Anon is at it again - this type targetting Egyptian and Yemen government websites. Supposedly 500 Anonymous users took down websites for the Egyptian Ministry of Information and the ruling National Democratic Party in Egypt.
As for Yemen, websites targeted included the Yemeni Ministry of Information, the tax office, and the website for Yemen's long-serving president, Ali Abdullah Saleh. Anon used their infamous Low Orbit Ion Cannon to take the websites down, the same trick used last year to take MasterCard, Visa and PayPal down.
Nothing is going to stop these hackers, but Sony doesn't care. They are pumping out firmware like it's nothing and are now up to 3.56. This "security patch" is an attempt to keep hackers from executing unsigned code that allows homebrew programs to run, as well as pirated games and online games to be backed.
But, the new firmware was unpacked within hours but may be a little while away before the firmware is completely cracked. Those who are running hacked firmware are obviously being told not to update. Sony are continuing to keep people out of their system but the hackers are persistant. No one really wins from this and console sales from hacked systems can show that companies can still make money.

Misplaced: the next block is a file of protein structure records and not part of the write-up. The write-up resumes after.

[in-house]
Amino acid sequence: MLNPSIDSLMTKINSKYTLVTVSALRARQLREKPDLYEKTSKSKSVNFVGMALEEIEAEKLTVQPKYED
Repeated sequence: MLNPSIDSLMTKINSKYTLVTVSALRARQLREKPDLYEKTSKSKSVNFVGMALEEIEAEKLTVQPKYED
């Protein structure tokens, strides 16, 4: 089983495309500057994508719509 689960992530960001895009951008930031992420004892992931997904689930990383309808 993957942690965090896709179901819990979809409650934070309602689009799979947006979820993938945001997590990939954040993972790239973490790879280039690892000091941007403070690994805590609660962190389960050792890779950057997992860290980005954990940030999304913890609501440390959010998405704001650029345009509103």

When you make the laws and rules that govern data security and safety online, you expect that the rule makers will follow them. That isn't always the case though. Hackers are always trying to find their way though the security around websites in the private and government sectors for all sorts of nefarious uses. Apparently, one hacker has succeeded in getting around the security on some government websites and is selling the access to the highest bidder.
According to Imperva it found an auction online from a hacker that claims to be selling access to the US Army CECOM website for under $500. The same hacker also offers access to other civilian, government and military websites for prices running from $33 to $499. The use for the access is apparently to steal user data stored on the servers.
A thousand records will cost the buyer $20 each for some sites. The data can then be used to break into other accounts. Indications are that information on 300,000 people has been stolen from the sites. The exact method used to hack the sites is unknown, but Imperva suspects the hacker used SQL injection.